clock menu more-arrow no yes mobile

Filed under:

Penalty Recap: Buffalo Bills at New York Jets

We’ll discuss the penalty on Stefon Diggs

Indianapolis Colts v Buffalo Bills Photo by Timothy T Ludwig/Getty Images

The Buffalo Bills opened up the season on Monday Night Football taking on the New York Jets. I forget the final outcome, but there were some penalties to talk about. This is a bit later in the week than I’d prefer so I apologize if you’re already onto the Las Vegas Raiders. I’ll do better next time. That’s a phrase that fits well with... whatever happened on Monday night. Anyway, penalties!

Standard and Advanced Metrics

Penalty Counts

For those of you new to my penalty recaps, don’t hesitate to ask questions in the comments. We use a lot of specialty terminology here, including a proprietary statistic you’ll only find in my recaps (check it out below).

For Week 1, as usual the NFL has a fairly high rate of count and what I call “true count” (all flags, including declined and offset). This tends to decline over the course of the year. Both teams were below the league average. The Jets were well below on count, but only a touch low on true count thanks to four declined flags. Buffalo had five called, all of which were assessed.

Penalty Yards

There’s a similar story when it comes to yards. Both teams were below the league average in assessed yards. The Jets were way under. True yards is where we start to dive into things you won’t find all over the internet. True yards adds in any yardage negated via penalty. The Jets didn’t negate a single yard in this game. Buffalo wiped out a gain of eight on a single play that I’ll highlight below.

Penalty Harm

New York Jets

Here’s that proprietary statistic. Ready for the very short version. “Harm” is a red flag method of assessing the potential impact of a flag on the outcome of a game. It counts assessed yards, negated yards, downs either given up or negated, and more. Numbers aren’t intended to be directly proportional to each other. The idea is more that the higher the number, the greater the chance the flag impacted the game. Feel free to ask about the formula. I don’t keep it a secret but it’s a lot to recap in every article.

Thanks to so many flags being declined, the Jets had very little Harm. Only two flags had any, and both were counted as 0.5 Harm for the assessed yards only. That would be the delay of game and the false start flag. Both are pre-snap and very boring to discuss.

I’ll only discuss two of the declined flags. The Jeremy Ruckert offensive pass interference and the Connor McGovern ineligible downfield call. Both happened on the same play, an incomplete pass on 3rd & 13 at the Buffalo 25-yard line. The commentators questioned Buffalo declining the flags, under the premise that offensive pass interference (OPI) would have set the Jets back another ten yards, making for a tougher field goal attempt. Let’s examine this from an analytics standpoint.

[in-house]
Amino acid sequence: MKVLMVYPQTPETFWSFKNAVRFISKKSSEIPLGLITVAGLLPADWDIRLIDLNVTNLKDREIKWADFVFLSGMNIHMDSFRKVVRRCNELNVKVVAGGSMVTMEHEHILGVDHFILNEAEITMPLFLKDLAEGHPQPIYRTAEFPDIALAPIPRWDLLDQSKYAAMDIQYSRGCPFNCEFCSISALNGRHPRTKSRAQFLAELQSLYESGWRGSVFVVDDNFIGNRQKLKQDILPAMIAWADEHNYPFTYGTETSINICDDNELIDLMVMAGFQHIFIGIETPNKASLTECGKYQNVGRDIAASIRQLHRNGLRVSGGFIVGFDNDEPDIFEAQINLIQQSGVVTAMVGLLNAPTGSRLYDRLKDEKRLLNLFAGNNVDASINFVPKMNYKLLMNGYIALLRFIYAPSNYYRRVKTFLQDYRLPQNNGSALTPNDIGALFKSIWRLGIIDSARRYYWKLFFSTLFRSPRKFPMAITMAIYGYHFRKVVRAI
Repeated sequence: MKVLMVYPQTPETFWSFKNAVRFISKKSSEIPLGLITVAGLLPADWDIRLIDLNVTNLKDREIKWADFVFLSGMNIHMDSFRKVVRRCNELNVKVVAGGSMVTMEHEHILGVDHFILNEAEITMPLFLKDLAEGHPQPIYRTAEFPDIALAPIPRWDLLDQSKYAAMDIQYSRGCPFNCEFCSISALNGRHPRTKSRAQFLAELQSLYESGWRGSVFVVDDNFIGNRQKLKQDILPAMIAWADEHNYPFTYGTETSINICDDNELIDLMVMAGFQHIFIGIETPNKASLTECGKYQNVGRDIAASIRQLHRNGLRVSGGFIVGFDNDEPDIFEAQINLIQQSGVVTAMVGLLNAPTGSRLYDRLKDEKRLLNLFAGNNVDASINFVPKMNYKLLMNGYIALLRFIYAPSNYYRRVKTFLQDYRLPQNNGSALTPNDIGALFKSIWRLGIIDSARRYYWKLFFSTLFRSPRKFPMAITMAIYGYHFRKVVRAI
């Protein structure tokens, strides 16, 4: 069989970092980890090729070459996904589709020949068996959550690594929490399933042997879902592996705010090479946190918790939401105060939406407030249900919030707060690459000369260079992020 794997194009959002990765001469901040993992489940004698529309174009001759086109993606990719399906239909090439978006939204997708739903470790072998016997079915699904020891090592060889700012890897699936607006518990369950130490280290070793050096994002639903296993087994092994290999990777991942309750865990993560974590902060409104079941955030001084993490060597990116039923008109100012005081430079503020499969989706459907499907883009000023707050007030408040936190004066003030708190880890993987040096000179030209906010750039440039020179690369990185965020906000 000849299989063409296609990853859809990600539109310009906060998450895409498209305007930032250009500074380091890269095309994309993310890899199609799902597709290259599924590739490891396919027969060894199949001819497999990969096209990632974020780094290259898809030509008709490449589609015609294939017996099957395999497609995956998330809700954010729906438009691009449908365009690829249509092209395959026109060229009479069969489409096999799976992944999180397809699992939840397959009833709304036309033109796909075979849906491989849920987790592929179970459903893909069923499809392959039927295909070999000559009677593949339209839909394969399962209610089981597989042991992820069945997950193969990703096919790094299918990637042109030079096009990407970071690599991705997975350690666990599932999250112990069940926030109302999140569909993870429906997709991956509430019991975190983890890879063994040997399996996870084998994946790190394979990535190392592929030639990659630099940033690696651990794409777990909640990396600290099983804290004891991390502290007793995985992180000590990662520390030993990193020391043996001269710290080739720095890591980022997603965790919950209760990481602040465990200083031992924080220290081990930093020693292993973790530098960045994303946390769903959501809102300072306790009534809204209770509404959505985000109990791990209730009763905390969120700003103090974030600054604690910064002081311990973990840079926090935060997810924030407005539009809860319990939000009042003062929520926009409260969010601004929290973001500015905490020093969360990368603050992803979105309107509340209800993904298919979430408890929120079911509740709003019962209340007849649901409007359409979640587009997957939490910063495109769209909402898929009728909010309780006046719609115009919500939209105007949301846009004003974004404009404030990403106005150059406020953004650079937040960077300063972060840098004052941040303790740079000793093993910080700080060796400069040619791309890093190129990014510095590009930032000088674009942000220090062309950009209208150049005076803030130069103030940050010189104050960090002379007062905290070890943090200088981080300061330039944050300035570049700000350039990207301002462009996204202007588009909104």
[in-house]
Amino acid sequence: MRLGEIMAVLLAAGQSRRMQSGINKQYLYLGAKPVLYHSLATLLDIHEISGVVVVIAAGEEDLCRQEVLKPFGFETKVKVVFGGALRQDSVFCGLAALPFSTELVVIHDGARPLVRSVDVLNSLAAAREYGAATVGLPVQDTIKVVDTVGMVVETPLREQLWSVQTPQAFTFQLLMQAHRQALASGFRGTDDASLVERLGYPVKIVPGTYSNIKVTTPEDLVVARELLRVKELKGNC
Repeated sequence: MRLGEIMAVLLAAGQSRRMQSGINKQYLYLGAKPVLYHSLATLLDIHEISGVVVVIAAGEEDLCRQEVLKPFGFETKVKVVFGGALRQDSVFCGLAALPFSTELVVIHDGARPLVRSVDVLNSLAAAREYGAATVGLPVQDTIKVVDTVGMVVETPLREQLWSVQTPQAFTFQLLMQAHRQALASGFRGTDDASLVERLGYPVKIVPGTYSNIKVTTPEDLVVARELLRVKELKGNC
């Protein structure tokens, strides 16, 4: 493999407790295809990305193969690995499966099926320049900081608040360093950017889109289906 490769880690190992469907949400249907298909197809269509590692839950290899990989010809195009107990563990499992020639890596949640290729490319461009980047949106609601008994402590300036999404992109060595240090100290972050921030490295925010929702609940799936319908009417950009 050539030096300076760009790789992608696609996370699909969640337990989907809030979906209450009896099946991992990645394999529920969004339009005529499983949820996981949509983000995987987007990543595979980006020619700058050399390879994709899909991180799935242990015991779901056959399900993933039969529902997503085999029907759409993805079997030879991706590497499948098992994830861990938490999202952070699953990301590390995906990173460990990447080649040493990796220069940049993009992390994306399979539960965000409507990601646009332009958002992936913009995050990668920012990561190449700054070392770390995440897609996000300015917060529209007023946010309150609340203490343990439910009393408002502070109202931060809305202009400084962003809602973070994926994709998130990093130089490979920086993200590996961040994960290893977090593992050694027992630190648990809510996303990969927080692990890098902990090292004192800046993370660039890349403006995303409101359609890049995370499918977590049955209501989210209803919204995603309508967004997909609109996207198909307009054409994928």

Declining the penalties (what actually happened) led to 4th & 13 and forced the field goal attempt. The 43-yarder was good. Accepting the OPI would have led to the Jets having the ball ten yards back and a 3rd & 23 attempt. Would it have been a 53-yard kick? Probably not. That assumes another incomplete pass or a gain of zero. The Jets likely would have gained some yards. While the kick might have been a bit longer than 43, it wouldn’t have been 53 either, in all likelihood.

The chance of pushing the Jets far enough back to significantly alter the field goal percentage wasn’t very good. With another attempt, there’s also a chance they gain the entire ten yards back or maybe even more. Heck, there’s even a small chance they convert and continue the drive. And no matter what, the defense still has to play that down, leading to one more rep to wear down.

My personal opinion is that Sean McDermott made the better choice. The most likely result of accepting the flag was a field goal try roughly equivalent to declining. In that situation, I would elect to get the defense off the field one snap sooner.

For the new readers, we end each team’s summary with their cumulative Harm rating for the game. A good rule of thumb is that below 10.0 Harm was a good day, and above that a bad one. The Jets ended with 1.0 Harm, which was an excellent penalty day. The only disclaimer is that two-thirds of their flags were declined as Buffalo felt the result on the field was worse than the flag.

Buffalo Bills

I won’t discuss all of these as the false starts by Dawson Knox and Spencer Brown were yards only. Brown’s certainly didn’t get overtime off to good start however.

For Terrel Bernard’s defensive holding, the flag was for five yards or 0.5 Harm. It occurred on a second-down play, which gave the Jets a first down. That’s one free down (second to first) for 1.0 Harm or 1.5 Harm total for the flag.

Matt Milano’s taunting was for 15 yards or 1.5 Harm. It was also completely warranted. Here’s a look. That’s all we’ll do for the record, is look. No explaining necessary here.

Stefon Diggs was called for OPI. For the formula aspect, that’s ten assessed yards and eight yards negated on the completed pass. With 18 total yards on the flag, that’s 1.8 Harm. I think more people are likely wondering about the rules on this one than the formula, so let’s take a look then discuss.

It’s not egregious and yeah, you’re likely to see some plays like this that aren’t called. But Diggs’ arms do extend at the end of the route and that looks like a push off, which is the most classic example of OPI. I don’t mind the call, though this falls under the category of “ticky-tack.”

Buffalo had a total of 5.8 Harm. While that’s quite a bit higher than the Jets, it’s still a very good result. The bottom line is that penalties had a relatively low impact on the outcome of this game.